The pool of individuals examined was expanded and the abundance of DDX3Y, MMP1 and SLC2A11 mRNA in HUVECs from 29 additional individuals cultured in both UT and IM conditions was analysed using quantitative Reverse Transcription-PCR (qRT-PCR). We confirmed in this new group of individuals a bimodal expression pattern for DDX3Y using q RT-PCR. DDX3Y is encoded by a Y-chromosome gene and, as expected, its expression segregated with the gender of the individual from which the HUVEC were isolated in both the IM and UT data (Figure 3).

thumbnailFigure 3. Quantitative PCR of transcripts DDX3Y and MMP1 in 29 donor isolates under untreated (UT) and inflammatory mediator treated (IM) conditions. Donors of female gender are shown in red and donors of male gender are shown in black. Only DDX3Y appears to segregate with gender. Delta Ct values are calculated as Ct of target gene of interest (DDX3Y or MMP1) relative to the Ct value of the internal control (18S ribosomal RNA). Low delta Ct values represent high basal levels of expression and vice versa.

MMP1 is differentially expressed and differentially active in endothelial cells

MMP1 was of particular interest since it encodes a biologically and clinically important enzyme, and since analysis of the rSNPs database identified several common SNPs in the MMP1 gene promoter within 2,000 bp upstream of the start of transcription (data not shown). Dendrograms for MMP1 in un-treated and IM-treated HUVECs, along with histograms of the maximum cluster branch height in each of 10,000 parametric bootstrap data sets (to estimate the probability of transcripts appearing to be bimodally expressed due to chance alone) are shown in Figure 4. Quantitative RT-PCR from 29 additional individuals confirmed in this new group of individuals a bimodal expression pattern for MMP1. We identified two distinct populations; (i) HUVECs isolated from 7 of the 29 individuals had low MMP1 mRNA abundance (Figure 5a), however in 6 of these 7 individuals, MMP1 mRNA abundance was significantly increased by culture in IM conditions (Figure 5b). (ii) The remaining 22 individuals had relatively higher MMP1 mRNA abundance regardless of UT or IM culture conditions (Figure 5a). In the high MMP1 expressing HUVECs isolated from these 22 individuals, the abundance of MMP1 mRNA was either not significantly affected or was decreased by IM culture conditions (Figure 5b). This differential response to inflammatory mediator treatment was striking and we sought to understand the underlying mechanisms.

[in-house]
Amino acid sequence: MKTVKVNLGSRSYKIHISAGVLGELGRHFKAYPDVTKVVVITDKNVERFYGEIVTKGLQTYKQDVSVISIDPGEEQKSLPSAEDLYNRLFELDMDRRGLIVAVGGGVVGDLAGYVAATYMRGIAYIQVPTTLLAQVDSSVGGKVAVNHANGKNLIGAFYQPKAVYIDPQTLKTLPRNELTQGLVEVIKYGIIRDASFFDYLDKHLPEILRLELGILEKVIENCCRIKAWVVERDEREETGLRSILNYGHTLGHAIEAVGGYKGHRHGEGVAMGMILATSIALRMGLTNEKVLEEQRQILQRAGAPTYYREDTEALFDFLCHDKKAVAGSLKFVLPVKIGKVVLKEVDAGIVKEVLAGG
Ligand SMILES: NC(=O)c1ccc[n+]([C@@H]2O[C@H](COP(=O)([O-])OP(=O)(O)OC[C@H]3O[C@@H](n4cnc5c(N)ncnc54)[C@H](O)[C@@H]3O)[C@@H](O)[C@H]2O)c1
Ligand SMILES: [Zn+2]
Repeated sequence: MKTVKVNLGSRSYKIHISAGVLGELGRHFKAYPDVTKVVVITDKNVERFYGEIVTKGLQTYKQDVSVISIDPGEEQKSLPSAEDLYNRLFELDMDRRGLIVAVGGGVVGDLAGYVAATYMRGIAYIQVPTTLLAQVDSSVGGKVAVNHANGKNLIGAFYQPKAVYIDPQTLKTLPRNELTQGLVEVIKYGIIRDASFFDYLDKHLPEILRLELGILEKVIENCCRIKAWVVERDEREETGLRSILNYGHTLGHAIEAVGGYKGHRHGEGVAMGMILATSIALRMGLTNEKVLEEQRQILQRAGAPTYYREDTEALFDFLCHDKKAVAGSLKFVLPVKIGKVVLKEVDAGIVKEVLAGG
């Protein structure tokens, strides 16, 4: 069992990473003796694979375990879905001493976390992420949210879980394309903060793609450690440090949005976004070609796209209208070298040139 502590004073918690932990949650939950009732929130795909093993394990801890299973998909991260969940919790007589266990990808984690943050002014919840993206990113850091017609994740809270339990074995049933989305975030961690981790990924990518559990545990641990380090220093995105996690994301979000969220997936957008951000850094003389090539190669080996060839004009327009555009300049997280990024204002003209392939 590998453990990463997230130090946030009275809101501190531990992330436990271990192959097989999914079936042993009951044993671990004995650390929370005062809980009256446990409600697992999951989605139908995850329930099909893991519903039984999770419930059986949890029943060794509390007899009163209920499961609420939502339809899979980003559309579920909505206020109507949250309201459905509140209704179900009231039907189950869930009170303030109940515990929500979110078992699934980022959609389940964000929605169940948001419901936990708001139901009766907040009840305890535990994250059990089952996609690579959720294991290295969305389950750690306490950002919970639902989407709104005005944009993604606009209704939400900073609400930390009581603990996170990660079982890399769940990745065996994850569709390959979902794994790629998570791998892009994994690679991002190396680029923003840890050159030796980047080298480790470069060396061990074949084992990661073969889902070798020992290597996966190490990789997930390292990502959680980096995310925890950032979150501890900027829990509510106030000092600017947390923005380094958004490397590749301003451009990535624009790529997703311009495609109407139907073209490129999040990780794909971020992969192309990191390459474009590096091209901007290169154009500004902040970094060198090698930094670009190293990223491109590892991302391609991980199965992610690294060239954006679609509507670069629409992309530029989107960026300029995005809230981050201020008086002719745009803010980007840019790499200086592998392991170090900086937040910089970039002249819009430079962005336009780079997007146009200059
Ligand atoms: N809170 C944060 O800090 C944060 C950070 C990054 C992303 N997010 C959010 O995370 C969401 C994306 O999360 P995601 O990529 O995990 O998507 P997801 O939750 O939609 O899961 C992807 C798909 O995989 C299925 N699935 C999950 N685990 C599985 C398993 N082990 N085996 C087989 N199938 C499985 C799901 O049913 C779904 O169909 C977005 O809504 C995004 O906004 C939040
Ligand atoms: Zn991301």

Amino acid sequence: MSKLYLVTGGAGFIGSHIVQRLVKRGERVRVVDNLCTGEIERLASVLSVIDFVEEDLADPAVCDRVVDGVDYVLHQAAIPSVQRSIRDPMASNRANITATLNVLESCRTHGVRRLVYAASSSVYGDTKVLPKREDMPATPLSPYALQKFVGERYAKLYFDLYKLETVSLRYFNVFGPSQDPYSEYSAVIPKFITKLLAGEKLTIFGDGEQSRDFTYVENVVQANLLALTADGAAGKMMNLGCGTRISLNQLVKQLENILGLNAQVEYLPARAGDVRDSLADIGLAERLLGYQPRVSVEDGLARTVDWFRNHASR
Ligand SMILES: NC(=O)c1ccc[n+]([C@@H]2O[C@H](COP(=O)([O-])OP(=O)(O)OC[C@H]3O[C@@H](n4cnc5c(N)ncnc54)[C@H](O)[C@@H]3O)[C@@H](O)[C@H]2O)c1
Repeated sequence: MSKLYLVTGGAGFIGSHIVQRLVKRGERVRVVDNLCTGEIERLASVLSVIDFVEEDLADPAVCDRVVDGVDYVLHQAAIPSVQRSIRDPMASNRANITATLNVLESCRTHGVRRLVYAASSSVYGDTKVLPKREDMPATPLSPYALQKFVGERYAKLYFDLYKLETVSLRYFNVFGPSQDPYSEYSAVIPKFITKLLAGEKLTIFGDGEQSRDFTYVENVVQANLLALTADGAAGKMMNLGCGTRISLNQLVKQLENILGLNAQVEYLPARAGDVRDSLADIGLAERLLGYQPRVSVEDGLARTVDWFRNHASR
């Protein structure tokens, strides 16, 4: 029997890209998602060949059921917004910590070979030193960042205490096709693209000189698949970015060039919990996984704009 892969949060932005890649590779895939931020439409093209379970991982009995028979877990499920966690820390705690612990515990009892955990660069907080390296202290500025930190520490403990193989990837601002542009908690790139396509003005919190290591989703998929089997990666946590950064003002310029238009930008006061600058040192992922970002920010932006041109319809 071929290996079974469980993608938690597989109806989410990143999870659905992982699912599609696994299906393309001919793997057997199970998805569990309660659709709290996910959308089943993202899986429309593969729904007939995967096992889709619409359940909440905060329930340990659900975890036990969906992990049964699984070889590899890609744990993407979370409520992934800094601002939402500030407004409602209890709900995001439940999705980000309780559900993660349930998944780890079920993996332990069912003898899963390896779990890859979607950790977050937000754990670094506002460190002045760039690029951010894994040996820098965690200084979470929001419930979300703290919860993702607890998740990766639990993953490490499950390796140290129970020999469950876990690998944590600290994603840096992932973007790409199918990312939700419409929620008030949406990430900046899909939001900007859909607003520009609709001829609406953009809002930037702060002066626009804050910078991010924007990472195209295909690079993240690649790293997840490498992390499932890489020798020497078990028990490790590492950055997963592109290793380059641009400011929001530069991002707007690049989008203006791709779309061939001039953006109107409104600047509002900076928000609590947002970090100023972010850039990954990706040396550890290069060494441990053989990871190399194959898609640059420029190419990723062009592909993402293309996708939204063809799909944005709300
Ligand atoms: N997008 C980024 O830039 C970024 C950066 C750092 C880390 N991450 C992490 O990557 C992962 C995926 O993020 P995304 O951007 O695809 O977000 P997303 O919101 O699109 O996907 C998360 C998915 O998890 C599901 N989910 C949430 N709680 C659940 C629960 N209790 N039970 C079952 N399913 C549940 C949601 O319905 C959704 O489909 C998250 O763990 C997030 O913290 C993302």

thumbnailFigure 4. Dendrograms and histograms for MMP1 in untreated and IM treated HUVECS. Dendrograms of MMP1 RNA expressions are shown for the un-treated (A) and IM-treated (C) HUVECs. Histograms showing the frequency (y-axis) of maximum branch height (x-axis) across 10,000 simulated MMP1 transcript datasets, each with parameters similar to the estimated parameters of the population from which the actual MMP1 data set was drawn, are shown (B and D). Green arrows indicate the maximum branch height from cluster analysis of the actual data sets. In both un-treated and IM-treated HUVECs, the maximum clustering branch height for MMP1 exceeded the maximum clustering branch height identified in 90% of the simulated data sets.

thumbnailFigure 5. Differential expression of MMP1 in un-treated and inflammatory mediator-treated HUVECs isolated from 29 separate individuals. (a) Quantitative RT-PCR measuring MMP1 abundance in un-treated (UT) and inflammatory mediator-treated (IM) conditions identified two distinct populations; HUVECs isolated from seven individuals had low MMP1 mRNA abundance regardless of UT or IM culture conditions (labelled as Basal Low Expressers), while HUVECs isolated from the other 22 individuals had relatively higher MMP1 mRNA abundance regardless of UT or IM culture conditions (labelled as Basal High Expressers) (P < 0.0001, Mann Whitney non parametric test). (b) To illustrate the regulation of MMP1 mRNA abundance by inflammatory mediator-treatment, the fold change in MMP1 abundance in IM -vs- UT conditions is shown. In six out of the seven Basal Low Expressers MMP1 abundance was increased in response to IM treatment. In contrast, in 19 out of the 22 Basal High Expressers MMP1 abundance either did not change significantly or fell slightly in response to IM treatment. Both the difference in mRNA abundance between the untreated and the inflammatory mediator treated conditions and the differential response between the high and low basal expressers to inflammatory mediator treatment showed statistical significance (Paired t-test, P < 0.0001 and Mann Whitney nonparametric test, P = 0.002 respectively). (c) Total MMP1 enzymatic activity was measured in a subset of the HUVEC isolates. In general low basal expressers have lower enzyme activity than high basal expressers.